In my opinion, the only truly interesting piece of this book is Tuor's poem “The Horns of Ylmir”, written for his son Earendil, where he describes the music Ulmo played when he appeared to him in the Land of Willows. It is the only new text present in this volume.
The rest of the book contains:
1) The Ambarkanta: one of the first descriptions of Tolkien's world, very different from later versions in the Silmarillion. Like the “Annals”, the “Ambakanta” narrates the fundamental history and events of the First Age of Tolkien's world in a very schematic way, almost like a prose time-line. In fact, Ch. Tolkien describes it as a “Sketch that my father composed extremely rapidly”.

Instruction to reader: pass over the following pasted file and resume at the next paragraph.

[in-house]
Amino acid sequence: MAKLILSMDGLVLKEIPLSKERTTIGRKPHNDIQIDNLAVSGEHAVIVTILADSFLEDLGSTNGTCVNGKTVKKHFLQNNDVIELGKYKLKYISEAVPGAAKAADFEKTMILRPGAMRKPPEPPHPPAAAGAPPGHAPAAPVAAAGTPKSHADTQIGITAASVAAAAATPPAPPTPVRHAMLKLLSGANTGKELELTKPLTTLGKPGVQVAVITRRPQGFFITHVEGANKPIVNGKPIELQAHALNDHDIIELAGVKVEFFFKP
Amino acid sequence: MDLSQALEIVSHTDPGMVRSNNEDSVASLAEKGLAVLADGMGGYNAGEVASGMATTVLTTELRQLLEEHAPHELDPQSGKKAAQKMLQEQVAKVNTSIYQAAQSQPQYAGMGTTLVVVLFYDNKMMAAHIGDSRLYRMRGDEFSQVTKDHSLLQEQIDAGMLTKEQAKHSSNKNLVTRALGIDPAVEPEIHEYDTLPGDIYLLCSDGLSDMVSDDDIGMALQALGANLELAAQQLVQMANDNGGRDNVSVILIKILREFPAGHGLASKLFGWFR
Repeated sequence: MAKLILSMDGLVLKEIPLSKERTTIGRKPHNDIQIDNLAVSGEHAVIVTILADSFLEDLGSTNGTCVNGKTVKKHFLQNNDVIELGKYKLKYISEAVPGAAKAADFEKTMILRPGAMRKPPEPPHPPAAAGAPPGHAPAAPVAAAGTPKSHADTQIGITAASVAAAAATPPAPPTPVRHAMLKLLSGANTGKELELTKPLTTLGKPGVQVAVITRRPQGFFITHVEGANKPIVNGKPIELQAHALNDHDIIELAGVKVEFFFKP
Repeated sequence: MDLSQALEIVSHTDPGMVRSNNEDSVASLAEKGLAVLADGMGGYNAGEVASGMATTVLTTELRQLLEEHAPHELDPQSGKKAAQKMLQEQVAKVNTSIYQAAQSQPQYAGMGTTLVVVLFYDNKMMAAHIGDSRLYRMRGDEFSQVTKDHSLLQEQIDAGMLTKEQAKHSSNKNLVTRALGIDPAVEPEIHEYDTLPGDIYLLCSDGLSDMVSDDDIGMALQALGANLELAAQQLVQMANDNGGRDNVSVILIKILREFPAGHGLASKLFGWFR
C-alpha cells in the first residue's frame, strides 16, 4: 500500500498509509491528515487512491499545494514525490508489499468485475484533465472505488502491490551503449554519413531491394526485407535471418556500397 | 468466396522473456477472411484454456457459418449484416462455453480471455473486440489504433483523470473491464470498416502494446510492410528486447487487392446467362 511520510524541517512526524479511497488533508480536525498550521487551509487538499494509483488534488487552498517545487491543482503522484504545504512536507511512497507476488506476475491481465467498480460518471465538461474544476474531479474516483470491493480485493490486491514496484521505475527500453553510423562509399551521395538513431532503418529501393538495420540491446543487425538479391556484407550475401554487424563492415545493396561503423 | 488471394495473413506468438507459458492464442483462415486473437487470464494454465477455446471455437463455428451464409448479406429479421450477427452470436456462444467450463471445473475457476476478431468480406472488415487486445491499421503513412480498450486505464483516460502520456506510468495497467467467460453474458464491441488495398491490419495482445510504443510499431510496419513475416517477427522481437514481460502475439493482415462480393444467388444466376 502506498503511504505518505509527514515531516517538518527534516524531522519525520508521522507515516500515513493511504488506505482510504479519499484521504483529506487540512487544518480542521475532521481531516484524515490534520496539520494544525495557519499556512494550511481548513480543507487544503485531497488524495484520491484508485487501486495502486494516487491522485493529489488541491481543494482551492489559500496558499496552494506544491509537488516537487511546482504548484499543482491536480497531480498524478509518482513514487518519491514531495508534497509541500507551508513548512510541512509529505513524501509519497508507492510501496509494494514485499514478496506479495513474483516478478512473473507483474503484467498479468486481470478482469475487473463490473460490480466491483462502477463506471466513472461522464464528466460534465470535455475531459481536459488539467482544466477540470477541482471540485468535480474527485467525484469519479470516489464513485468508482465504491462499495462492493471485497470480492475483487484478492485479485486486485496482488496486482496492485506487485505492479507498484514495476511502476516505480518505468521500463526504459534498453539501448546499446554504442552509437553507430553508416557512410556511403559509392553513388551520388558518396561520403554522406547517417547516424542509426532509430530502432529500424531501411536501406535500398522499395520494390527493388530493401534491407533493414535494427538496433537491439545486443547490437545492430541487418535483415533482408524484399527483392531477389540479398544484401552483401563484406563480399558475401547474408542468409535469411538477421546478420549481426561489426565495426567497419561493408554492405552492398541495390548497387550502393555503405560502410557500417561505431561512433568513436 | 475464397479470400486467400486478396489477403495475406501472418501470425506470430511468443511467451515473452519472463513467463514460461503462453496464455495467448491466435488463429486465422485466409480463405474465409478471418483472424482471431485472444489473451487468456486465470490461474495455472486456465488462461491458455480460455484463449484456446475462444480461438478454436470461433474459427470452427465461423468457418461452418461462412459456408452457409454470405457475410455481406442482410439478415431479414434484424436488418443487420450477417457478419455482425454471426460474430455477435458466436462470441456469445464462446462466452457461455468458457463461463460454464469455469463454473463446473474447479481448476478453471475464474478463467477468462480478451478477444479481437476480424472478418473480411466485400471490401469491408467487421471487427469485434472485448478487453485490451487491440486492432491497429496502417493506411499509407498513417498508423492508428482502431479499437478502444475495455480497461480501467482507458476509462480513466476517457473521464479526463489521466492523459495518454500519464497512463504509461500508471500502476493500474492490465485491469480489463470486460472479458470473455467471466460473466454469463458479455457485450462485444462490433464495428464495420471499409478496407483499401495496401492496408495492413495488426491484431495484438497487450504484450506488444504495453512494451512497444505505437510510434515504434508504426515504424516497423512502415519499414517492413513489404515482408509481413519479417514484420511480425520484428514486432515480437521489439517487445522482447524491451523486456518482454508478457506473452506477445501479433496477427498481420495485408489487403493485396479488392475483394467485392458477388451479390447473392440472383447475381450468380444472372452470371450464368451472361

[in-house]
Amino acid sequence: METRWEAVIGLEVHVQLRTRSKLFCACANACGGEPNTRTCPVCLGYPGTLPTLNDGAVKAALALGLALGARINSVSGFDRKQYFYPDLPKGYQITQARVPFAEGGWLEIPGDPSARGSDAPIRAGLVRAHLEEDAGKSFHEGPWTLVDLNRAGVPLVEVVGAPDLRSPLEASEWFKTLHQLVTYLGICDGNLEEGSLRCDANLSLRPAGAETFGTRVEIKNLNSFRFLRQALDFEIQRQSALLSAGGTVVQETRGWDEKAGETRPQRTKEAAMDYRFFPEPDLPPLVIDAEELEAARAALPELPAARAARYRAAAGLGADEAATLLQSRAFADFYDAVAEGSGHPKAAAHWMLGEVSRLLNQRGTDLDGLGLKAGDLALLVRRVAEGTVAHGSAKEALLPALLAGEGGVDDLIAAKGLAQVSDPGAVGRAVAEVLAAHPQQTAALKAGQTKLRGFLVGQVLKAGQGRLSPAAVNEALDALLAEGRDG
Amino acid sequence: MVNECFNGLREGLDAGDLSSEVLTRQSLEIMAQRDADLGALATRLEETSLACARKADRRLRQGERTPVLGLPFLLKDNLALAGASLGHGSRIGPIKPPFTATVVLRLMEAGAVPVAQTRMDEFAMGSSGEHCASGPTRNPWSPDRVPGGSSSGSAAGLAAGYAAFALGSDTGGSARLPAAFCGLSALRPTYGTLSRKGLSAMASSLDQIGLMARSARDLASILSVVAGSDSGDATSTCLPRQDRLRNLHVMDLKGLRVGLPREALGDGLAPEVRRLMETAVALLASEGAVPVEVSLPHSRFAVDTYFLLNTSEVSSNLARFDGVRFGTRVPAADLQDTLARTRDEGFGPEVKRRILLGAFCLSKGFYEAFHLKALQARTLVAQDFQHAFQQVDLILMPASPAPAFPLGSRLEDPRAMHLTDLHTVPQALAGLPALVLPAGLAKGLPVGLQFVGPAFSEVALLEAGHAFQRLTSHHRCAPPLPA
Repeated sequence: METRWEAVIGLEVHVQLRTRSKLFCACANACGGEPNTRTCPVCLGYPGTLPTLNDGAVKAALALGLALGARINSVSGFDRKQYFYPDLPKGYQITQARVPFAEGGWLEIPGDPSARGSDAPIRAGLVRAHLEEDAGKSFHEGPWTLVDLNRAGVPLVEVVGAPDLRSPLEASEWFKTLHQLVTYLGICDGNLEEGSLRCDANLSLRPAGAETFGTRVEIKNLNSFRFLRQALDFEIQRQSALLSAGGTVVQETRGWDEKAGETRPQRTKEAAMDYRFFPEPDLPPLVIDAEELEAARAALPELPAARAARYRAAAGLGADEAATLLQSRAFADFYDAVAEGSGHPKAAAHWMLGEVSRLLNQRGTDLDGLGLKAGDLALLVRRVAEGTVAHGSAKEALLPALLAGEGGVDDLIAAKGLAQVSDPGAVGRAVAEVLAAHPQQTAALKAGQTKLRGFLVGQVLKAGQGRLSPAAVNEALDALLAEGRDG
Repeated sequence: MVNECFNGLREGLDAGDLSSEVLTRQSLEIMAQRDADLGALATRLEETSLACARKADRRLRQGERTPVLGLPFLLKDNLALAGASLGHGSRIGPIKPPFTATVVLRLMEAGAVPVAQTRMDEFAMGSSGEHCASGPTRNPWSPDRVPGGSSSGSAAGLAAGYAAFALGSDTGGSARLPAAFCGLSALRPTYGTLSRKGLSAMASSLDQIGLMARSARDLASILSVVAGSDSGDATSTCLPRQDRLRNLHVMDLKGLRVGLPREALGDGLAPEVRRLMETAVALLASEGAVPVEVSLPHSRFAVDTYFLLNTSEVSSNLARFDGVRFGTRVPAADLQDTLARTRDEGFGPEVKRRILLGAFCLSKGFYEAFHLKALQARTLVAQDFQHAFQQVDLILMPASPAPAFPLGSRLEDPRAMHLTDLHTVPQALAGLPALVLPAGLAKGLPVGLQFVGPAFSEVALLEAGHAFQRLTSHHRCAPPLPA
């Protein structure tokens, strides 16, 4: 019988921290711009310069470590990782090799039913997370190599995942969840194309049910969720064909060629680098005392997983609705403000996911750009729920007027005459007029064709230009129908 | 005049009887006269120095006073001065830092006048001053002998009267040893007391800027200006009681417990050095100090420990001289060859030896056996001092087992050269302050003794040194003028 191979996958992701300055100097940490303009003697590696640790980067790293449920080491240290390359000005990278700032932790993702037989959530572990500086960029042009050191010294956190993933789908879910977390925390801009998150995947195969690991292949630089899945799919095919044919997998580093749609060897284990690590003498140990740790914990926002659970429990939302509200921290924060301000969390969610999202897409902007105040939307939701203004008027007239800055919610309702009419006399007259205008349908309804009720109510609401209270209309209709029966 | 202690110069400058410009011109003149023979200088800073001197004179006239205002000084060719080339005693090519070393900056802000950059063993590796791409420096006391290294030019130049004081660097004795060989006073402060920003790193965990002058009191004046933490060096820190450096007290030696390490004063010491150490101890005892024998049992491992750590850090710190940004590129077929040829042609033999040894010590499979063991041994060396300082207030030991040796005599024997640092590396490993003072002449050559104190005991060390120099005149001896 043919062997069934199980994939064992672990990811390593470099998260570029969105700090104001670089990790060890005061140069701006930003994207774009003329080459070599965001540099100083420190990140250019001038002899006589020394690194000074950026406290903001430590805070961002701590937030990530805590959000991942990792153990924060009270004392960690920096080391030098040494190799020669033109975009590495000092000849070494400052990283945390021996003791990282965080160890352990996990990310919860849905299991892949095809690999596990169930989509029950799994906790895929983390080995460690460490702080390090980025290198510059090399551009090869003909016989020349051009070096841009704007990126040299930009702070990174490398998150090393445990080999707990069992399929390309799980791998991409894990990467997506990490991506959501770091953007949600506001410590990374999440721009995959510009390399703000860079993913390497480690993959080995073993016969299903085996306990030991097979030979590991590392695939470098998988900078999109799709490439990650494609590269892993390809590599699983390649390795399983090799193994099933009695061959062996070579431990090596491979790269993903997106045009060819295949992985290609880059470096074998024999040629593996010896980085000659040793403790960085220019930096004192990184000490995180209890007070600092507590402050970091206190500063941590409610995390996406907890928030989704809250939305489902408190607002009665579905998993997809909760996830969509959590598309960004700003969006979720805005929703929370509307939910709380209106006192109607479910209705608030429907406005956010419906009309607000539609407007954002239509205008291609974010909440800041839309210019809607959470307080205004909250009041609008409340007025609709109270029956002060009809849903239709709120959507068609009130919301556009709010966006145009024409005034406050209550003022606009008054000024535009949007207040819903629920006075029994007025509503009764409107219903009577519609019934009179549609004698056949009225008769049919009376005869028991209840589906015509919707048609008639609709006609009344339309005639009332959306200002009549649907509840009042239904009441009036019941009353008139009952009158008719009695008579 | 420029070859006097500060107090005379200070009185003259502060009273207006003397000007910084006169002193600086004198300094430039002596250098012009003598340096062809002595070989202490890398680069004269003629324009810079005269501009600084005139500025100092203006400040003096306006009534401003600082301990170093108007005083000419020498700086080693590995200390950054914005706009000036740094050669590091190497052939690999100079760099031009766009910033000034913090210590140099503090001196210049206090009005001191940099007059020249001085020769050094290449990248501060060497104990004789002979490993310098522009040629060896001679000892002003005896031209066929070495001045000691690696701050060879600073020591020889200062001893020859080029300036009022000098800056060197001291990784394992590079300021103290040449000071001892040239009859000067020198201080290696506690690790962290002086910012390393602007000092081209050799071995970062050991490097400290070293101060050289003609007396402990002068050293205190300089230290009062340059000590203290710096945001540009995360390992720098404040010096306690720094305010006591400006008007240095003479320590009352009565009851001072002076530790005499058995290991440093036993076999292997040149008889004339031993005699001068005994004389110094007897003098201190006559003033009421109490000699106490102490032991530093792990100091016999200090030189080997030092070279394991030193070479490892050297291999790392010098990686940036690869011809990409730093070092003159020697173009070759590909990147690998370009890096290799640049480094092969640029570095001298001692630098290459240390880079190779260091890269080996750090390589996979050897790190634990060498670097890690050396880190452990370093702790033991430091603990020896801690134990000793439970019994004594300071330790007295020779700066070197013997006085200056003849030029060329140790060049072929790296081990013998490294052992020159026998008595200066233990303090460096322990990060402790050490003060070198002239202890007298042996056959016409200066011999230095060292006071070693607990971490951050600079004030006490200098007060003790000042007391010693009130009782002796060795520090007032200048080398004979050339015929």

2) First maps of Middle-Earth with list and explanations of the names that appear in them.
3) A long list of Elvish names with Old English equivalents, interesting because they shed light on the meaning of the names in elvish.
4) The earliest “Annals of Valinor” written by Pengolod the Wise of Gondolin, which tell the events spanning from the coming of the Valar to the return of Feanor to Beleriand. This is followed by a translation into Old English of the same text written by Aelfwine/Eriol.
4) Earliest “Annals of Beleriand”: it starts where the “Annals of Valinor” left off: the return of the Noldor to Middle-Earth to the end of the First Age, followed by an Old English translation of the same text.